We offer people things everyday. It’s not just about selling, it’s also about inviting people to your church, publishing newsletters, or even spending time with your teenagers. Even before they hear our pitch for why what we’re offering is great, they turned us down. Here are 4 reasons why – and what to do about them.
1. “You don’t talk to me.”
People are social. The more personal connection you have with them the better.
I missed this for years in offering my coaching training. I relied too heavily on emails, newsletters, websites, and social media to connect with new people. This was a mistake.
Personal connection is much more powerful than printed words.
Registrations trickled in for our events, but things accelerated after I began personally calling each interested person and talking to them about their needs and goals. If there was a fit, I shared about our coaching training. Another thing we did was to start a monthly free one-hour teleclass that people could join to learn about the benefits of coaching in their ministry.
Don’t miss the fact that I didn’t delegate these connection points, I made the calls and one of our lead instructors led the free teleclass. Connect personally with people.
- How many people a week are you personally connecting with in your audience?
- How could you add more personal connection?
Also see this post: Stop Hiding Behind the Internet and Connect Personally
2. “You don’t know my problems, needs, and goals.”
People are primarily concerned with their own problems, needs, and goals. Until they hear you acknowledge their issues they will not stop and pay attention.
“What’s in it for me?” is the question constantly in the back of people’s minds. This question must be answered if they are to engage with you.
And you’ve got to be specific. Who are you talking about? You can’t message to everyone at the same time. You must choose. Messaging to everyone feels good, but it’s just white noise to the people around you.
- Who are you trying to connect with and understand?
- What are the most pressing problems and needs of these people?
- What are their most compelling goals?
Hint: If you can’t describe the problems, needs, and goals in detail – go ask them.
3. “You don’t help with my immediate problems, needs, and goals.”
A postcard from a church advertised: “Join our Wednesday night Bible study on the book of Romans beginning next week!” A Bible study might be interesting for Christians, but what relevance does that have to someone faced with marriage problems, raising kids, or no job?
Create solutions to answer your audience’s immediate problems, needs, or goals. Topics like these are needs-based:
- (Re)Building A Thriving Marriage
- Finding Your Life’s Purpose
- Parent’s Guide to Surviving Teenagers
- Career Reboot Camp
Sure, include relevant teaching from the book of Romans and any other parts of the Bible in the process. Just make sure you are delivering on your promise to help with the problem or goal.
And you don’t have to provide the solution. You could simply convene a group that explores solutions to a common goal. Or you could bring in an expert who has solutions.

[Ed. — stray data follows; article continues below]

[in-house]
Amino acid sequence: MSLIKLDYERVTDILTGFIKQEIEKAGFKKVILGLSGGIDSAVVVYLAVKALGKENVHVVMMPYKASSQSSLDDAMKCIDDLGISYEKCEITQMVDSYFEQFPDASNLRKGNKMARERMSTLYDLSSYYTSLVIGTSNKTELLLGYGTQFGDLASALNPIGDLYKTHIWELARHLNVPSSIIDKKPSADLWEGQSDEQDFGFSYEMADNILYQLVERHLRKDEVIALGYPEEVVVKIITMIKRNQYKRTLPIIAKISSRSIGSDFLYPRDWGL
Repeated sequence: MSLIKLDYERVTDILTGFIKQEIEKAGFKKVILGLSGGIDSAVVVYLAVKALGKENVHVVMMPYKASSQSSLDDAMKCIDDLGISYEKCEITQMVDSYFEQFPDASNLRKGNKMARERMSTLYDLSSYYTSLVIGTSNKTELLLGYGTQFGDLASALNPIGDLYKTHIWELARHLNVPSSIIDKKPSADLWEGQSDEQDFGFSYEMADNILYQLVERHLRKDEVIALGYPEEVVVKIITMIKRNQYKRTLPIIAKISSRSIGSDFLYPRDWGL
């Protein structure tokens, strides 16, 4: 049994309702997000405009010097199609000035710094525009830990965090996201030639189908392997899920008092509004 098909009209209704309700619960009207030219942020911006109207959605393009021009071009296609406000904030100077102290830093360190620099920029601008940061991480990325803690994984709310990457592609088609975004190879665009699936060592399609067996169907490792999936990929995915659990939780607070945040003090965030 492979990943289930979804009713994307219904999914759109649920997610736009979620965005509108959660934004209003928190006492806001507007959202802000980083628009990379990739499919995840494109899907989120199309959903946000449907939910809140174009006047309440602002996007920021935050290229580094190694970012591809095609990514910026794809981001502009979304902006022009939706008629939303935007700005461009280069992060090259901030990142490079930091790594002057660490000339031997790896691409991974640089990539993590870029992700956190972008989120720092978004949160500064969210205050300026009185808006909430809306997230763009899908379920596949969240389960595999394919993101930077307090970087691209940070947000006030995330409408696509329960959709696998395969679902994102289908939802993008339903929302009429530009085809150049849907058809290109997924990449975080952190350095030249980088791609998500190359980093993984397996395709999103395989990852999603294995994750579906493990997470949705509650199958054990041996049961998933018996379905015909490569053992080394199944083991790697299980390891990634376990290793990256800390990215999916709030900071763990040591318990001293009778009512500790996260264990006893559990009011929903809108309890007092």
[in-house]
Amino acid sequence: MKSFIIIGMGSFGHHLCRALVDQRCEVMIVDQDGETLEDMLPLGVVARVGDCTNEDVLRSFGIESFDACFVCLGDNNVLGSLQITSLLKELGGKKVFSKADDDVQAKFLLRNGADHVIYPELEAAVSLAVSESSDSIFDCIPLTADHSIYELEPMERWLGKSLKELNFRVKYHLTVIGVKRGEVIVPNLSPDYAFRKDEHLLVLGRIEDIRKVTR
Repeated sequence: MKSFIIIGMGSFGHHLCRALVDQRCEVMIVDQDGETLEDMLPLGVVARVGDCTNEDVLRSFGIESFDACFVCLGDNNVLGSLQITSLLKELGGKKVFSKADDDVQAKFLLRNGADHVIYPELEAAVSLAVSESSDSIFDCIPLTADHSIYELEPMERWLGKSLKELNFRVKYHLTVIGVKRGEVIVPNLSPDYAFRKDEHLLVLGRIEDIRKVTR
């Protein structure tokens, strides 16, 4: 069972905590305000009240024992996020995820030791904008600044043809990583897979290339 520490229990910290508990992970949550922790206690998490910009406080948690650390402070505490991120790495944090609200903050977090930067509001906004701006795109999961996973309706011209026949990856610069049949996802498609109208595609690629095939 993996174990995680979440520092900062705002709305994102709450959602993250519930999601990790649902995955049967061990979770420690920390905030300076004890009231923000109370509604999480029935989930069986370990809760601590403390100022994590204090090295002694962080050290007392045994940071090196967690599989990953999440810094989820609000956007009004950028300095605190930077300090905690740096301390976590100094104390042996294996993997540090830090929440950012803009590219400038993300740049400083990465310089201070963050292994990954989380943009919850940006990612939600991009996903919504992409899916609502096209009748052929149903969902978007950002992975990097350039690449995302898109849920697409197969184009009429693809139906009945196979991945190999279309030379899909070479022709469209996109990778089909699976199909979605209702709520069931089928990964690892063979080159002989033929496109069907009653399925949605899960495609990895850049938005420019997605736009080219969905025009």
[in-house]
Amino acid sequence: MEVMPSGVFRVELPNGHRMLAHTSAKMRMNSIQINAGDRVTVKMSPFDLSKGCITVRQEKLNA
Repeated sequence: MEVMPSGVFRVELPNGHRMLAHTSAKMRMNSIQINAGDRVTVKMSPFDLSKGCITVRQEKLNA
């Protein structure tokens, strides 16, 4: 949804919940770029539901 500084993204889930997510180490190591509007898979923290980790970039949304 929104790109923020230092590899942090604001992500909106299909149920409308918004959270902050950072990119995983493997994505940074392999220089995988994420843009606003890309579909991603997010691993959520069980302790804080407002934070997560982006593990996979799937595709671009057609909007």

- What practical problems or goals could you address?
- How could you rework what you are offering to meet the needs of your audience?
4. “You don’t speak my language.”
People filter out a lot of noise in their lives. Everyday we are bombarded by words, advertisements, posts, messages, emails, texts, and promises. To get your message through their filters you must speak their language.
Often what we talk about is our process of helping. In my case, that’s coaching. I talk about listening, asking questions, and helping people discover new things. That’s my language.
The message to your audience must be things they are interested in. And they are interested in solutions to their problems, needs, or goals.
Lysa TerKeurst, a popular speaker and author, shares this formula for speaking your audience’s language:
Action Word + Tension [problem, need, goal] + Resolution
Here are some descriptions that I wrote for our Coaching Mastery Certificate Program:
- Stop lamenting over the lack of new leaders and empower the ones you have.
- Reach your ministry goals and develop other people along the way.
- Overcome the awkwardness of supervising people in different locations.
- Replace your burden of having all the answers with the freedom of having the right questions.
Notice I did not mention coaching. That was purposeful. I want to speak my audience’s language – the language of their problems, needs, and goals.
To offer someone these things, just start the sentence with “I can help you…” So, for example, “I can help you reach your ministry goals and develop other people along the way.”
Also see: Don’t Sell Coaching, Sell Client Results
Work on these four things and you will see change. You will have people more interested in what you are offering. Or perhaps you’ll change what you’re offering to better suit the problems, needs, and goals of the people you are offering it to.
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